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A Better Mouse Trap

Bias tape ties. Yep. I am really starting to despise those things for the masks we are sewing. Making those ties take as much time to make as the body of the mask, maybe more by the time you factor in cutting and sewing. Elastic is still in short supply and we continue to make our own ties.

In a previous post, I shared a DIY tape maker I found online and constructed. While it helps somewhat, it still requires more time that I think necessary. My daytime job is in manufacturing and I have my green belt certification in Lean Six Sigma. No, I don't do karate or ju jitsu but rather I have taken training to learn basic process improvements that help us in manufacturing. My brain is always thinking of faster and better ways of producing masks. We essentially have a mini mask factory in our house.

Any way, back to bias ties. I still have not found my regular bias tape maker tool and was using my homemade jig. I happened to see a video posted by a friend on Facebook that got my attention immediately. After watching the video a few times, I was ready to try it.

My first attempts were not very successful. The paper tore and I could not get a continuous feed going. I finally got a piece of photo paper that was glossy and slick and tried again. While I still cannot get a continuous feed going, I have found my own method of slide and sew to get my ties done.


For now until elastic is more readily available, I will use this method to make my mask ties.

Here are the measurements for my "jig". I cut the finished length to 2". That is what I found that works for me.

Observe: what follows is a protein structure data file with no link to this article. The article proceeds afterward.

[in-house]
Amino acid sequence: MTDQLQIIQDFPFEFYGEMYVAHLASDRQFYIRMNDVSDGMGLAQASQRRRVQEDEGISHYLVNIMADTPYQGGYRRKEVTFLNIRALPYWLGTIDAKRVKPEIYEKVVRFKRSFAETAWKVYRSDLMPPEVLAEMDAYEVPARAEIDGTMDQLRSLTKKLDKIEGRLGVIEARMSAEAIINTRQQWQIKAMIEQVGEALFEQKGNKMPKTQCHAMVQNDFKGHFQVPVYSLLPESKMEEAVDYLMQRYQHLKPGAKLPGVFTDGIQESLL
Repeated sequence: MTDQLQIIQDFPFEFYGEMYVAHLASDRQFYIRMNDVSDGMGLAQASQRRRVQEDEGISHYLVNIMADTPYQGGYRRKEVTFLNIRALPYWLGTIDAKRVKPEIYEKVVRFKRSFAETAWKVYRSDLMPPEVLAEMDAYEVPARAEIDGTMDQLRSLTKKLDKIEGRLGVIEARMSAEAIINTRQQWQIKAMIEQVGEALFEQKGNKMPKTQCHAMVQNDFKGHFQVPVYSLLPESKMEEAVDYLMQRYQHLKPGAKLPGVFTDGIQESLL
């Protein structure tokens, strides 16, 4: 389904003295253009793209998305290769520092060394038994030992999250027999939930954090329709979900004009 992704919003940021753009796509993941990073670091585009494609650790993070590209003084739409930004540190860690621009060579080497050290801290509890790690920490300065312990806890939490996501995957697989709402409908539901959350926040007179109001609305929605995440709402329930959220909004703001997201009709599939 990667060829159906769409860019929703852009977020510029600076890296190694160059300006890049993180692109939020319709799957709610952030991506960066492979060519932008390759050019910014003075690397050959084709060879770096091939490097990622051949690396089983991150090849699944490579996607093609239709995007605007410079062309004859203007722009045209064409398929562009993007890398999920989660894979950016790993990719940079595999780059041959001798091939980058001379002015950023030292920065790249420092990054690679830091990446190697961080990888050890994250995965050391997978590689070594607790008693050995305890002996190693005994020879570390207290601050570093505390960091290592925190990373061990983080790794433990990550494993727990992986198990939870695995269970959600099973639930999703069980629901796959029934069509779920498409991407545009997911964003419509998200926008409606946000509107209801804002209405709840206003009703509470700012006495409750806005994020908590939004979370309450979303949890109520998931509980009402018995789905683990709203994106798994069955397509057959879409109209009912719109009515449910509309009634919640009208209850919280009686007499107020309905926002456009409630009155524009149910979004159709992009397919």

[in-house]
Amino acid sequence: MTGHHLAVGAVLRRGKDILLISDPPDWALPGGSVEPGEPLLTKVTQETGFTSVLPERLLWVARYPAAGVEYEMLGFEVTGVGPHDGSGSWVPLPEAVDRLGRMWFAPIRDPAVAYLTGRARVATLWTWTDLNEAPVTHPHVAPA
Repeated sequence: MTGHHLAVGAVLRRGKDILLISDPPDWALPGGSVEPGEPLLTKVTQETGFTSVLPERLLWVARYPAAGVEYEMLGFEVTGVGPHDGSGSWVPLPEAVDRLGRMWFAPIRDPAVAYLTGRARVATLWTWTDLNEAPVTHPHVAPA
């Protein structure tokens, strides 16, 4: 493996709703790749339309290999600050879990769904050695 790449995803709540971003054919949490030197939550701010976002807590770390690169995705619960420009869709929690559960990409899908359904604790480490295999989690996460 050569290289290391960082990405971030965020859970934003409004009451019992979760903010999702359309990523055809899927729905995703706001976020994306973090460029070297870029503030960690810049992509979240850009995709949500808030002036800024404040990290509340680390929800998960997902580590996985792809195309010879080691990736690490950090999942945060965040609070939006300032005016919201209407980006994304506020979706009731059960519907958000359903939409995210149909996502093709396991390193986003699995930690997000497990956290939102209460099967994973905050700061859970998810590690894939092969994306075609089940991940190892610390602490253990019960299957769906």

Here are my steps:

  • Press ties flat before starting. Pink the ends of the 18" strips.

  • Insert strip (I cut mine to just under 1-3/4" wide).
 

  • Fold over twice.
  • Fold in half. Finger press the end. 
  • Load end into sewing machine and needle down. On my Brother sewing machine, I am using the Overcasting Foot "G". This helps to keep the ties straight. I have my needle position on "3" so I am just catching the folds of the ties together. I also "chain" sew these ties without cutting the thread in between each tie. If you are a quilter, you understand what chain piecing is. I also backstitch at each end of the tie so the stitching will not easily come undone. (Note: the blue masking tape is to help me grip the photo paper better.)

  • Here is a completed batch of ties.  



I hope this helps you like it has me. Maybe you will get the hang of the continuous feed like shown in the YouTube video.

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